“Our Father’s Programmes”: political branding around social protection in Botswana, 2008-2014
Working Paper Number:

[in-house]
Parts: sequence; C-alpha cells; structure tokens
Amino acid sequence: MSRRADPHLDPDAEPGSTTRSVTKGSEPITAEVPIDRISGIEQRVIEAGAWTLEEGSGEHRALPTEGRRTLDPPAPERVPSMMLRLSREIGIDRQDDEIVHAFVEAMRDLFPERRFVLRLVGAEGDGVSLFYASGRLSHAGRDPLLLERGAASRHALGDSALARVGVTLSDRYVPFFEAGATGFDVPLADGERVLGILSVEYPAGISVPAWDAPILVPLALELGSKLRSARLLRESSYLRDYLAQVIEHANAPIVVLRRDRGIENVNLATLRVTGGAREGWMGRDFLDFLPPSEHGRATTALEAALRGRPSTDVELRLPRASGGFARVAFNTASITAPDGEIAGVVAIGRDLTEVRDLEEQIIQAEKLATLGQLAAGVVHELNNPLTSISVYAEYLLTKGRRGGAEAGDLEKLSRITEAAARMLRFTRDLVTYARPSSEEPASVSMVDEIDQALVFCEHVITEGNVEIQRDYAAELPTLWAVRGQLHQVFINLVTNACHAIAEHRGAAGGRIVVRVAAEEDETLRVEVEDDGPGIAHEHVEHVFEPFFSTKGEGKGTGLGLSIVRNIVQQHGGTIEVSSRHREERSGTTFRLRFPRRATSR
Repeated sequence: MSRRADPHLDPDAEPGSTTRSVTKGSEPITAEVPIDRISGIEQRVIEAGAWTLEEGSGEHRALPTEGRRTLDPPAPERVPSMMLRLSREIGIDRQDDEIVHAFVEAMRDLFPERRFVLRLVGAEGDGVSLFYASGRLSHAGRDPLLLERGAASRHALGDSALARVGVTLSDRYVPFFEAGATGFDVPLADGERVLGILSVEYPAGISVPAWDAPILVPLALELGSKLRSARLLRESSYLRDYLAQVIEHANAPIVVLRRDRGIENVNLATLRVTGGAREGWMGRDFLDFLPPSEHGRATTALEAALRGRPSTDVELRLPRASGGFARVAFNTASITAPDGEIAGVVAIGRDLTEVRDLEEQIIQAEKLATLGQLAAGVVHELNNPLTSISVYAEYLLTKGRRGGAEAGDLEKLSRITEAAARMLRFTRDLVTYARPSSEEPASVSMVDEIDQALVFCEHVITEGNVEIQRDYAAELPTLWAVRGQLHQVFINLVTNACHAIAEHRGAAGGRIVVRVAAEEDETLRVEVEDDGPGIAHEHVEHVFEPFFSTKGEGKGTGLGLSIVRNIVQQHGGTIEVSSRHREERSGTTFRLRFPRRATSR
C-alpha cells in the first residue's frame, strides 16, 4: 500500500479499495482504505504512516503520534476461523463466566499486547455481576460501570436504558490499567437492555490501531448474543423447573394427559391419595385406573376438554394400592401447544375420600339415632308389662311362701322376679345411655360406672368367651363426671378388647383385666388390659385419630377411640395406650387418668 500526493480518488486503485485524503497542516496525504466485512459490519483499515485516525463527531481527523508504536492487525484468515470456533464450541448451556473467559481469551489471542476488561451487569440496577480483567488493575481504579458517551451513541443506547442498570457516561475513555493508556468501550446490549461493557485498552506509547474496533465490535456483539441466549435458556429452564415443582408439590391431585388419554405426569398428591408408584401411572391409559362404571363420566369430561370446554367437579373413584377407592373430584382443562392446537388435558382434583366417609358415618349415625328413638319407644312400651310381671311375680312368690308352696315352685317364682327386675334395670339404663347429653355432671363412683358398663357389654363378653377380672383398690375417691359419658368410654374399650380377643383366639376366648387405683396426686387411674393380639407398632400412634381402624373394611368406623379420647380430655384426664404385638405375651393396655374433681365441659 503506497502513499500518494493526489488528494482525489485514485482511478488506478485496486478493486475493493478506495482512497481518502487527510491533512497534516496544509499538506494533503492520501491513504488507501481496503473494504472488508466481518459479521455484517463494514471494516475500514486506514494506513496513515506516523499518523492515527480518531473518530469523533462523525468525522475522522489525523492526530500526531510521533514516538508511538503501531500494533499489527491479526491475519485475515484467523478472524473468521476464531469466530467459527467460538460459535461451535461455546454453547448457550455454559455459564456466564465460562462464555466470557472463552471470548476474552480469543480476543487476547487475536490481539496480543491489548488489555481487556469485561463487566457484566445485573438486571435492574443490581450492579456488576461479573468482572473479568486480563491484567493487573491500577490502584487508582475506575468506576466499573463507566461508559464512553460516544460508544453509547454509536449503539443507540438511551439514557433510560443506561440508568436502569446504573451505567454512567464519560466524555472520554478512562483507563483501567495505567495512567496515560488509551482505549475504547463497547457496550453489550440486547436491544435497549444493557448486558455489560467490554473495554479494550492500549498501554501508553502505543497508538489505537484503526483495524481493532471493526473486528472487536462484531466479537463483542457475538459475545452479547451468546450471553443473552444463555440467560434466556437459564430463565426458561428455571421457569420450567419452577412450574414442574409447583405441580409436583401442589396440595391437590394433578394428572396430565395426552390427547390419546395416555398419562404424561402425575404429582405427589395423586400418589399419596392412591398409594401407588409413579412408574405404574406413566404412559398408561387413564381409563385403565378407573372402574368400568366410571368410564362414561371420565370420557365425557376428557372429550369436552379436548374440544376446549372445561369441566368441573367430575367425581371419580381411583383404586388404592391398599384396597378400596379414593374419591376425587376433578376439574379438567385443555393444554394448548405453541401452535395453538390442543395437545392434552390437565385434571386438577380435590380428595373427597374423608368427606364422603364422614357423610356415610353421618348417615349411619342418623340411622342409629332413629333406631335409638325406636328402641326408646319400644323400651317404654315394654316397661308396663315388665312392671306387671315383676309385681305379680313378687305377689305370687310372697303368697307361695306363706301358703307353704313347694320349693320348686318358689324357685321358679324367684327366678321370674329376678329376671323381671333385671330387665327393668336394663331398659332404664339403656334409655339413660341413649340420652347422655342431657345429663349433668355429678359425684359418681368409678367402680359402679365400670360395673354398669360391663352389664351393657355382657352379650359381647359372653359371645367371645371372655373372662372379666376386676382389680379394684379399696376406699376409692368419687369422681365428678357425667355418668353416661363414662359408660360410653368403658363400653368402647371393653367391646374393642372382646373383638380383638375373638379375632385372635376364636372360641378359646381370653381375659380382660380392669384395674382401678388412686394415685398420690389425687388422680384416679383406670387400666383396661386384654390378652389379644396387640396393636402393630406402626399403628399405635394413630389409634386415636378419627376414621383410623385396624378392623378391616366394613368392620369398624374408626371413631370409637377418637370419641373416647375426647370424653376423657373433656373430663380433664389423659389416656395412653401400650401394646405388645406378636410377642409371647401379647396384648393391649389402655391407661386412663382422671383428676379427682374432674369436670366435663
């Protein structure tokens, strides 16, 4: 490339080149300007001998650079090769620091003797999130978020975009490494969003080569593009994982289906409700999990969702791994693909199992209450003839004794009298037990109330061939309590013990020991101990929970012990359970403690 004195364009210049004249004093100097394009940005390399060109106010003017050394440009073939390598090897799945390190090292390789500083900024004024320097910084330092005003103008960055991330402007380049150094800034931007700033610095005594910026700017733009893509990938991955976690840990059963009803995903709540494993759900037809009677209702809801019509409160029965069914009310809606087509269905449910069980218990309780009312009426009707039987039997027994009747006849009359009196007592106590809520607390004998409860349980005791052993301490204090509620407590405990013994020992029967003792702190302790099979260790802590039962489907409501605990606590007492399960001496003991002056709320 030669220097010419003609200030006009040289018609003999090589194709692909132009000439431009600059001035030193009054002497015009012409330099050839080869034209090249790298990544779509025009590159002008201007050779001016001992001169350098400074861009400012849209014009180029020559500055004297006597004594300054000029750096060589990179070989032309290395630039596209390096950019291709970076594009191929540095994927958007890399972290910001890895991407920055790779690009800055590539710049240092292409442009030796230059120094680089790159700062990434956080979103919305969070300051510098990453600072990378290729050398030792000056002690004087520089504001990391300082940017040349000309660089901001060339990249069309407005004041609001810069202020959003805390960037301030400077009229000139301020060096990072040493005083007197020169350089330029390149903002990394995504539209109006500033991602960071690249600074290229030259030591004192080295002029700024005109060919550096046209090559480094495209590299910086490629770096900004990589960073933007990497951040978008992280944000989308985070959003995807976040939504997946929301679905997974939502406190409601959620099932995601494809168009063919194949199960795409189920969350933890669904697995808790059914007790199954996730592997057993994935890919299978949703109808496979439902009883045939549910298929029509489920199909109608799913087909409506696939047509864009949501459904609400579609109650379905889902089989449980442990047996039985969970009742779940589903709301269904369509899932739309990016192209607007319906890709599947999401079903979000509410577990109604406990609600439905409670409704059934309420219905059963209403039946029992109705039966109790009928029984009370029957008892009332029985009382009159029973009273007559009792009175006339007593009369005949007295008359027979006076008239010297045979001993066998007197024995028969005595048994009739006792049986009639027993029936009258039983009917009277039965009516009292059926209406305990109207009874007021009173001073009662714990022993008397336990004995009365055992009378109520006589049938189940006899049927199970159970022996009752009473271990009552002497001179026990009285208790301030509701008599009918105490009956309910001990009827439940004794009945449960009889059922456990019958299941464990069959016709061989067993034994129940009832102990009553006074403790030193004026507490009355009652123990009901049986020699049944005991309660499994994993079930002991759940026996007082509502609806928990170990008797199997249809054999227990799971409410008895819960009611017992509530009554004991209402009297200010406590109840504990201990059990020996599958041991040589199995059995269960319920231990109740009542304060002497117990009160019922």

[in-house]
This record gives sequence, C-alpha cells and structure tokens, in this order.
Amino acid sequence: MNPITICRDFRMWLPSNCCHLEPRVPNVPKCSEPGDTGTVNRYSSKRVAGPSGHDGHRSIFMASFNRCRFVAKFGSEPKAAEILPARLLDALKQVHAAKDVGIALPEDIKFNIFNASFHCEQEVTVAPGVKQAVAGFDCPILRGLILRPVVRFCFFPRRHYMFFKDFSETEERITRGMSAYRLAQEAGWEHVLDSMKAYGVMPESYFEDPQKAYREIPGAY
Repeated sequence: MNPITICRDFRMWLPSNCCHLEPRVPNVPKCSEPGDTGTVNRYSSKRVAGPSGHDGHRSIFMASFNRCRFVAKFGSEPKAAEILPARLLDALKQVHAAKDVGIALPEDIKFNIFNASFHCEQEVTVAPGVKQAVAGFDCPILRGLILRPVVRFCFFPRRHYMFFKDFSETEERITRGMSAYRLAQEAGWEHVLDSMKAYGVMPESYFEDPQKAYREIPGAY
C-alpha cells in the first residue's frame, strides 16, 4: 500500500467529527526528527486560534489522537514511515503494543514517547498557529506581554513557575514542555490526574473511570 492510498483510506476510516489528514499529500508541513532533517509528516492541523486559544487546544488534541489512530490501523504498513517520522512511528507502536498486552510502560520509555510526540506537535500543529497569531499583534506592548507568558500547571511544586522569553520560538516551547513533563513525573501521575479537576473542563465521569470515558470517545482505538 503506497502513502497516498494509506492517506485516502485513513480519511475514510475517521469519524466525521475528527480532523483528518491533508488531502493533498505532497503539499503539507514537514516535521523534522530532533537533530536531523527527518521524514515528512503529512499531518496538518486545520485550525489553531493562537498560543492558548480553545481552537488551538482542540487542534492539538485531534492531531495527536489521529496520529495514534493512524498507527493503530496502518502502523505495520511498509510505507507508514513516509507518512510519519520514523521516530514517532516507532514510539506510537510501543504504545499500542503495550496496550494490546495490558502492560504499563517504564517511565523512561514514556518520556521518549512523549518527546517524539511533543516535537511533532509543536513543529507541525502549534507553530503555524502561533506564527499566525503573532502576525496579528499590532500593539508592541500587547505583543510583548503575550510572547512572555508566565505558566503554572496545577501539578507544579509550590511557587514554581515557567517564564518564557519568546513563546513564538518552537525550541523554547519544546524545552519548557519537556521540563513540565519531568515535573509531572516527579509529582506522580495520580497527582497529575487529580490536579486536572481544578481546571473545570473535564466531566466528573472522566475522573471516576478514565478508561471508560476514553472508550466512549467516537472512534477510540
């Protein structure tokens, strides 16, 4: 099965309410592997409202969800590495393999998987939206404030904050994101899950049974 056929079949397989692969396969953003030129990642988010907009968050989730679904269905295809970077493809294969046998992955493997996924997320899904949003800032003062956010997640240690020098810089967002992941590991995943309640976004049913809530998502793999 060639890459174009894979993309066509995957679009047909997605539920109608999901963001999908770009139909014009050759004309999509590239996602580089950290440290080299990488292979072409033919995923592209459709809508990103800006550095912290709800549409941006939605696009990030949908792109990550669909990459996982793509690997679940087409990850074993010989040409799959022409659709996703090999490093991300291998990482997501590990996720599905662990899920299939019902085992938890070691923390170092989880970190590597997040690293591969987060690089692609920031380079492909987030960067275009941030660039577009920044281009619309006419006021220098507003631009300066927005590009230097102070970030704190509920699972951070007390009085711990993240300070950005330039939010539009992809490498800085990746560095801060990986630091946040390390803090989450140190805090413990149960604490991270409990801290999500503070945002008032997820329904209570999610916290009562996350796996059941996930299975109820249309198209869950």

The Botswana Democratic Party has ruled uninterrupted in Botswana since independence, but opposition parties have made significant inroads during recent elections. In the midst of this heightened political competition, President Ian Khama (2008- ) has sought to increase support for the party by remarketing the country’s employment-based programmes to serve new governmental objectives around employment and poverty reduction. Khama’s rebranding of public employment programmes (PEPs), especially the Ipelegeng Programme, has allowed government to target underserved beneficiary groups such as the urban poor, and provided more reliable incomes to out-of-work Batswana in rural areas. Critically, the rebranding of social protection programmes has resulted in their being publicly associated more with Khama himself than with government. Public displays of empathy for the conditions of the poor moreover, as manifested during Khama’s visits to disadvantaged areas, reinforced the president’s image as a poverty-sensitive leader. These programmatic and non-programmatic measures have together defined Khama’s social protection ‘brand’; or the public emphasis that the president has placed on his social protection agenda. For their part, opposition leaders have branded themselves around a “social-democratic” approach to poverty reduction. Since the 1990s, ruling and opposition parties have converged in their social protection ideologies as the BDP has “counterbranded” in response to electoral competition by adopting opposition policy ideas. Khama’s branding around personalised PEPs, in conclusion, generated strong support for himself among the rural poor especially owing to popular preferences for low-wage work over cash transfers. Using Afrobarometer survey data, this paper shows that Khama’s branding was insufficient to maintain the BDP vote, as the party’s poor performance in the 2014 election confirmed.